- Home Depot boosted customer engagement by 238% with a system to capture customer identity to streamline the user experience (UX), per information that consumer identity management firm Infutor shared with Mobile Marketer. The firm announced a partnership with mobile marketing firm Vibes to help brands optimize mobile engagement with audience data and market segmentation.
- The partnership gives marketers that use Vibes' Customer Data Intelligence platform seamless access to Infutor's ID Max service. The software matches customer profiles with expanded data to improve segmentation and audience targeting. The integration gives brands access to consumer attributes such as home ownership, household income, marital status and purchasing power, per the announcement.
- Infutor created its ID Max from its identity graph to enrich customer profiles and enhance segmentation for more personalized interactions and increased conversions. The integration let Home Depot limit a customer inquiry form to a single data point to match a customer identity.
Home Depot's improved customer engagement indicates how brands can improve UX with streamlined online forms to help identify customers with as little as one data point. Data-driven marketing aims to personalize the UX by harnessing more detailed information about online shoppers, such as their preferences, shopping behavior and brand sentiment.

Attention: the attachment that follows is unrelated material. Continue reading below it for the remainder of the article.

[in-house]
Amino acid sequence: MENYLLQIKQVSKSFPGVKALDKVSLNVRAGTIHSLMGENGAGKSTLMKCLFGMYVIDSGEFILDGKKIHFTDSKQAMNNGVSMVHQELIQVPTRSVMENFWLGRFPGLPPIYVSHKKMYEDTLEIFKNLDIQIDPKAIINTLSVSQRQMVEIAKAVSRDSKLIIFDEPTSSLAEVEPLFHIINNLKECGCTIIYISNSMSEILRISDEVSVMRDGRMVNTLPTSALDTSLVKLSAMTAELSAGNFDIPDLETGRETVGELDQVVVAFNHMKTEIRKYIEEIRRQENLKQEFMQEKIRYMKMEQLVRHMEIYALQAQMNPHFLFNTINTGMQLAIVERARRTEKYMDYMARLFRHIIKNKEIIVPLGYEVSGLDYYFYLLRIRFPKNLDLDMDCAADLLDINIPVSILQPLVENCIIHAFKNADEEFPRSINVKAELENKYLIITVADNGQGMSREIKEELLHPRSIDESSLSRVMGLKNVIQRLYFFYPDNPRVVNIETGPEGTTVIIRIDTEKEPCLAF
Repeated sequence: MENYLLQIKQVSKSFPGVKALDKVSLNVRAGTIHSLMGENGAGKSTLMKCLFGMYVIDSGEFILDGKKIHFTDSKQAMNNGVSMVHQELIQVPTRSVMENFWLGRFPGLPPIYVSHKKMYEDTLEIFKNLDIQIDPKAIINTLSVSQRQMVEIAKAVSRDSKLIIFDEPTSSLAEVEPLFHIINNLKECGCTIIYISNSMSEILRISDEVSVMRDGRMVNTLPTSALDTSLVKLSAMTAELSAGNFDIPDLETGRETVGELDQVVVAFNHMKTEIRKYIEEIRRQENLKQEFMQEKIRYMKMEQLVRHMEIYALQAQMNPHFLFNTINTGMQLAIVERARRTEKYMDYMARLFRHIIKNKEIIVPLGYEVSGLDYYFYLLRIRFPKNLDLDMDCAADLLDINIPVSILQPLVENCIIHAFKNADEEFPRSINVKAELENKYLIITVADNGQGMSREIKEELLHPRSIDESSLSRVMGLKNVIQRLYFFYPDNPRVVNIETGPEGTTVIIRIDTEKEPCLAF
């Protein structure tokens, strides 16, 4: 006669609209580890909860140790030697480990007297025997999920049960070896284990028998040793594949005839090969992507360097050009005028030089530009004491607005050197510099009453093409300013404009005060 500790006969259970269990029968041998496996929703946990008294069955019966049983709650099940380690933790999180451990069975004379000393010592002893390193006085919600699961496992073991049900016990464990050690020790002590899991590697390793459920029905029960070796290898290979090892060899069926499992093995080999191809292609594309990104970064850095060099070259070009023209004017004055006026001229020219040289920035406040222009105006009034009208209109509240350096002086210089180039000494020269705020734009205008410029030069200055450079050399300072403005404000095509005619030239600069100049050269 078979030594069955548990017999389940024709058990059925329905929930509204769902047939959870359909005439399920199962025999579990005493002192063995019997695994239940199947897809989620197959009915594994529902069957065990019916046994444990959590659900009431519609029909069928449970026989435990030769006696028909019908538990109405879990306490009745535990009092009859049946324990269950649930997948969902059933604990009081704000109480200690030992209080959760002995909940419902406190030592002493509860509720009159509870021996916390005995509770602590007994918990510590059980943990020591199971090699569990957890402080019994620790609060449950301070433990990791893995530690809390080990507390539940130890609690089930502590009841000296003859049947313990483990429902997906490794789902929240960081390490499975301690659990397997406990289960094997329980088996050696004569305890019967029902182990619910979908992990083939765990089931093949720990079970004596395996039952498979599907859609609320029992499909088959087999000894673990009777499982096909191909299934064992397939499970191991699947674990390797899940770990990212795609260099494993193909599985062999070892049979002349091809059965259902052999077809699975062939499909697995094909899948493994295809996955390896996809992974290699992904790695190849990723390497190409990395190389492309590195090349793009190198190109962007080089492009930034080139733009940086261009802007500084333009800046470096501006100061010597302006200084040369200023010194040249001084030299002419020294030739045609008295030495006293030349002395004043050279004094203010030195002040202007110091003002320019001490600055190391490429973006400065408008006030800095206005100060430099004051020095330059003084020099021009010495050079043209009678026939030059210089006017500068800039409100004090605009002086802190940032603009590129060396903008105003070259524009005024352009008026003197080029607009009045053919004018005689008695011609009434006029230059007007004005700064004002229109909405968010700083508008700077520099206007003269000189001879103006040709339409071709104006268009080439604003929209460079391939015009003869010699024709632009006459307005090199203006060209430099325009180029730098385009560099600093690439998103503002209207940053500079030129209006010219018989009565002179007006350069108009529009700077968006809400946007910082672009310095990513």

Home Depot was ranked No. 1 in a study of retailer mobile apps because of its functionality and strong UX, Forrester Research said in a report last year. The home improvement chain's app works like a virtual customer service agent who helps shoppers with inventory information and visual item mapping data for in-store navigation.
The app also lets mobile users sort through search results with advanced filtering, while product information pages show questions and answers from shoppers to help them make purchase decisions. In addition, the app has features like augmented reality, 360-degree views and video buying guides, per the report.
Consumers show mixed attitudes about personalization amid growing concerns around data privacy. They're less willing to share personal information — such as gender, race, marital status, employment status, sexual orientation and citizenship status — for personalized ads, per an Advertising Research Foundation study cited by eMarketer.
The survey also found that consumers were less willing to share personal email, a spouse's name and first and last names than they were in the past. The finding underscores the importance of being transparent about data-collection practices to maintain consumer trust.